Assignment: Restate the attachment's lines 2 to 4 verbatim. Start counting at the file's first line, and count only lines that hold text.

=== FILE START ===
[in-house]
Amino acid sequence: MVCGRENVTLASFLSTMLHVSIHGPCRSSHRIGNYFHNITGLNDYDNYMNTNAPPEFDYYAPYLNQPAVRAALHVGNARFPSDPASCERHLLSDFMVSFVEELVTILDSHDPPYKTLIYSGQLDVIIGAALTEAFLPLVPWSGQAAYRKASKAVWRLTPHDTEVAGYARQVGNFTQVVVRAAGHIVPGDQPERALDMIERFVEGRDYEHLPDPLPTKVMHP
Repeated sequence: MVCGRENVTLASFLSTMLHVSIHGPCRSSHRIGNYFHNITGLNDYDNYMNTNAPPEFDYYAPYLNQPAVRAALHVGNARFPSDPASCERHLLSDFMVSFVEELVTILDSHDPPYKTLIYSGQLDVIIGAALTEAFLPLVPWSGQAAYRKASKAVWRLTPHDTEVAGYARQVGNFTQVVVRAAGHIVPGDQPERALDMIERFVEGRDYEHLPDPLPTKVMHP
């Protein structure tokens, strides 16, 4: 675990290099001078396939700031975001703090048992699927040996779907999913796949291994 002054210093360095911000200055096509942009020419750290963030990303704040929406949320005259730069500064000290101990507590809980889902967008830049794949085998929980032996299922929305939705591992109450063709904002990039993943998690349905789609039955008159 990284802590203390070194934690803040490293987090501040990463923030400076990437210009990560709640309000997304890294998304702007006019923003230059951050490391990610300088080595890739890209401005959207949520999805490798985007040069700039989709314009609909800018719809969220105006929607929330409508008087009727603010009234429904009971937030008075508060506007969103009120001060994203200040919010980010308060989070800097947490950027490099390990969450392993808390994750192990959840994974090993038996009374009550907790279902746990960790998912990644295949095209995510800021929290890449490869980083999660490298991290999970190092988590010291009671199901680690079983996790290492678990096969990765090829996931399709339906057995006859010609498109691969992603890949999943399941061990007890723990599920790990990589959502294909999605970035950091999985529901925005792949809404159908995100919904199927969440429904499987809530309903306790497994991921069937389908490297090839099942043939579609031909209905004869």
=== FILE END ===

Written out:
Amino acid sequence: MVCGRENVTLASFLSTMLHVSIHGPCRSSHRIGNYFHNITGLNDYDNYMNTNAPPEFDYYAPYLNQPAVRAALHVGNARFPSDPASCERHLLSDFMVSFVEELVTILDSHDPPYKTLIYSGQLDVIIGAALTEAFLPLVPWSGQAAYRKASKAVWRLTPHDTEVAGYARQVGNFTQVVVRAAGHIVPGDQPERALDMIERFVEGRDYEHLPDPLPTKVMHP
Repeated sequence: MVCGRENVTLASFLSTMLHVSIHGPCRSSHRIGNYFHNITGLNDYDNYMNTNAPPEFDYYAPYLNQPAVRAALHVGNARFPSDPASCERHLLSDFMVSFVEELVTILDSHDPPYKTLIYSGQLDVIIGAALTEAFLPLVPWSGQAAYRKASKAVWRLTPHDTEVAGYARQVGNFTQVVVRAAGHIVPGDQPERALDMIERFVEGRDYEHLPDPLPTKVMHP
């Protein structure tokens, strides 16, 4: 675990290099001078396939700031975001703090048992699927040996779907999913796949291994 002054210093360095911000200055096509942009020419750290963030990303704040929406949320005259730069500064000290101990507590809980889902967008830049794949085998929980032996299922929305939705591992109450063709904002990039993943998690349905789609039955008159 990284802590203390070194934690803040490293987090501040990463923030400076990437210009990560709640309000997304890294998304702007006019923003230059951050490391990610300088080595890739890209401005959207949520999805490798985007040069700039989709314009609909800018719809969220105006929607929330409508008087009727603010009234429904009971937030008075508060506007969103009120001060994203200040919010980010308060989070800097947490950027490099390990969450392993808390994750192990959840994974090993038996009374009550907790279902746990960790998912990644295949095209995510800021929290890449490869980083999660490298991290999970190092988590010291009671199901680690079983996790290492678990096969990765090829996931399709339906057995006859010609498109691969992603890949999943399941061990007890723990599920790990990589959502294909999605970035950091999985529901925005792949809404159908995100919904199927969440429904499987809530309903306790497994991921069937389908490297090839099942043939579609031909209905004869």